32 years after Sam Raimi brought us the classic The Evil Dead, the newest entrant from the conveyor belt of remakes hits our screens.  Online comments such as "Oh God, please don't let them fuck this up for me" started popping up as trailers got released.  Fans of the original remember vividly the first time they saw it and for that reason it became quite a personal film for them.  The people brave enough to attempt "not fucking this up" had themselves quite a challenge from the off.  Not least the fact that remakes amongst the horror community don't exactly have the best reputation these days.

So who were these brave (foolish?) souls that believed they could re-imagine such a well loved film.  Well the director, producer and star of the original of course.  Upon the knowledge of this, a collective sigh of release was felt the world of horror over.  However this was just as producers.  They needed some poor sucker they could place the blame on if it all fell apart.  So they brought in director Fede Alvarez for his debut feature to help recreate their visionary original for the modern audience.  He came to their attention after seeing his short film Panic Attack (Ataque de Panico) came on YouTube (if you want to watch it, here is the link

As far as remakes go they've been smart in a variety of areas.  They've gone for, essentially, an unknown cast, they've come up with a different approach for keeping them in the cabin, said no to CGI, jettisoned the comedy of ED2 and Army of Darkness and haven't tried to get someone to recreate Ash (as director Alvarez put it "how can you recreate God").  So what is the set up if they have changed it from the original?

Mia (Jane Levy) is there to try and kick her drug habit and what better way to do that than in a remote cabin, watched over by her closest friends and estranged brother.  The catalyst for this arranged intervention seems to be the death of Mia's mother who suffered from a debilitating mental illness.  Whilst getting the cabin back into a livable condition, they come across in the basement what they believe to have been, the practice of some form of black magic.  Dead animals, stabbing implements and a strange package tied up with wire adorn far reaches of the underneath of the cabin which explained the deathly stench that drove them down there in the first place.  They bring up some of the artifacts and when one of the group takes a particular interest in the package, upon opening it they find the Book of the Dead and begin to read the passages that no-one should not read.  Naturally this releases the demon is and Mia is the first to become possessed.

The potential for mental illness to be hereditary and the fact Mia is going cold turkey are able to explain away her early unusual actions following her possession in order to believably keep the group in the cabin.  What ensues is of utmost importance to the strength of the film.  With many a horror, you can forgo any inadequacies in the build up so long as the pay off is suitability good, however even if the build up is perfectly adequate (which this was) you still need the pay off.   Early on I did have reservations as, whilst competently made as it is, it felt very much like any number of modern day horrors.  From the lighting, the framing, the acting, all the way through to the wardrobe it all felt far too familiar.  But what Alvarez did very well with this film was defy your expectations of what was to come.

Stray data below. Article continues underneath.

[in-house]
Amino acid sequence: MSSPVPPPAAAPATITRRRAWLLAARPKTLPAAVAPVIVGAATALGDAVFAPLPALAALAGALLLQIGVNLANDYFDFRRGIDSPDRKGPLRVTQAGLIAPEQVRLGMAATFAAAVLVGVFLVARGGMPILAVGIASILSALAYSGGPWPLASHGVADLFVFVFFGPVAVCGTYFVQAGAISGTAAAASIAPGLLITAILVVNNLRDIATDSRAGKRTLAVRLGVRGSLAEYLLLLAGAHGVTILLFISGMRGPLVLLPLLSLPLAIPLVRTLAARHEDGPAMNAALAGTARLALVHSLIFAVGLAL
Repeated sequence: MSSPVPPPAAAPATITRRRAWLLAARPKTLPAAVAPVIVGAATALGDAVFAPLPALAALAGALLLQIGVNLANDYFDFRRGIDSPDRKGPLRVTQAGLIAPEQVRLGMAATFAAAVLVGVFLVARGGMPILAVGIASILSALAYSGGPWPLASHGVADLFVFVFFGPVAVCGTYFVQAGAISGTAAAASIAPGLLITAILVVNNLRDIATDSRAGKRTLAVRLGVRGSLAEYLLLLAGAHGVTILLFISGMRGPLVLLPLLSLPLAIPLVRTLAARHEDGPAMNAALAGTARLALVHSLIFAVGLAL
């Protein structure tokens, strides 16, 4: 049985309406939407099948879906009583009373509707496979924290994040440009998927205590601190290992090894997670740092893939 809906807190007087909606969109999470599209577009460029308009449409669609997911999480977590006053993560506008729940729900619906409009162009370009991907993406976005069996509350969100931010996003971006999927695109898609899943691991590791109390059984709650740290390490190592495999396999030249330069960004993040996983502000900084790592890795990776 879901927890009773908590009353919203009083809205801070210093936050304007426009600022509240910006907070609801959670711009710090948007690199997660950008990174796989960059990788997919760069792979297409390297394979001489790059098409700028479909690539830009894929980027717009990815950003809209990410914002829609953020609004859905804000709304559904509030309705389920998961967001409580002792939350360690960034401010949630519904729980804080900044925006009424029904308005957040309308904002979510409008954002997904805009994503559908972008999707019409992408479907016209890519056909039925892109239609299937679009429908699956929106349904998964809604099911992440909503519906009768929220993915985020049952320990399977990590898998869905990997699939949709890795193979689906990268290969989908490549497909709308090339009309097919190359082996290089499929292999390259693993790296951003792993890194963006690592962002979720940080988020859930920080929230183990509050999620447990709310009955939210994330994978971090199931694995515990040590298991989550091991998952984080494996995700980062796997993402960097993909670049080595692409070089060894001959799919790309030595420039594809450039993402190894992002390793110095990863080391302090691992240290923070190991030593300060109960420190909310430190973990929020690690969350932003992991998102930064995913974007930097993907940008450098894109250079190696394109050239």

The style began to shift as things became more and more desperate in the cabin, the gore ramped up and the story went out the window.  Once things really took hold it was just one big ending as the story was only strong enough to go so far.  There were some clever plays on the first two Evil Dead films (such as the hand from ED2 - you think it's going to go one way but Alvarez plays on your expectations) which allowed those in the know a wry smile to themselves, knowing they'd be able to be smug about it afterwards (yes I am one of those).

What ultimately stands out with this film and is both good and bad, is the gore.  There are some fantastic moments (a syringe needle, a nail gun and a straight razor being just a few) that will keep most gore-hounds happy (this one included) but it delivers this in place of any scares.  The overriding experience of this film is that it is a fun, blood drenched ride but void of any real fear.  The supporting characters are also very hollow, with little to no background and are simply there to provide a suitable body count.  But as things progress you don't really care too much about that.

This film could very easily have stood as a sort of sequel rather than remake as it is different enough from the original to be seen alongside the others as just another adventure for the book.  Will it be remembered a classic? No.  Will be vilified for defecating over the good name of The Evil Dead? No.  This is a solid horror film which goes for gore over scares and is really just good fun.  You'd be able to pick at it all over the place if you really wanted to but I found myself enjoying it and not feeling the need to pick and I probably had a better cinematic experience for that.  

So in summary, don't expect anything outstanding as you'll be disappointed but go along for the ride and you should find enough here to make this a decent watch and to forget it's supposed to be a remake.

As a final note, if I was to sit and compare it to the original then it falls down.  It lacks the atmosphere of the first Evil Dead and fails to bring anything really new or inventive to the party.  So as a direct comparison then I might have given it 2 out of 5 but I am judging it on its own merits and I can happily say I enjoyed it.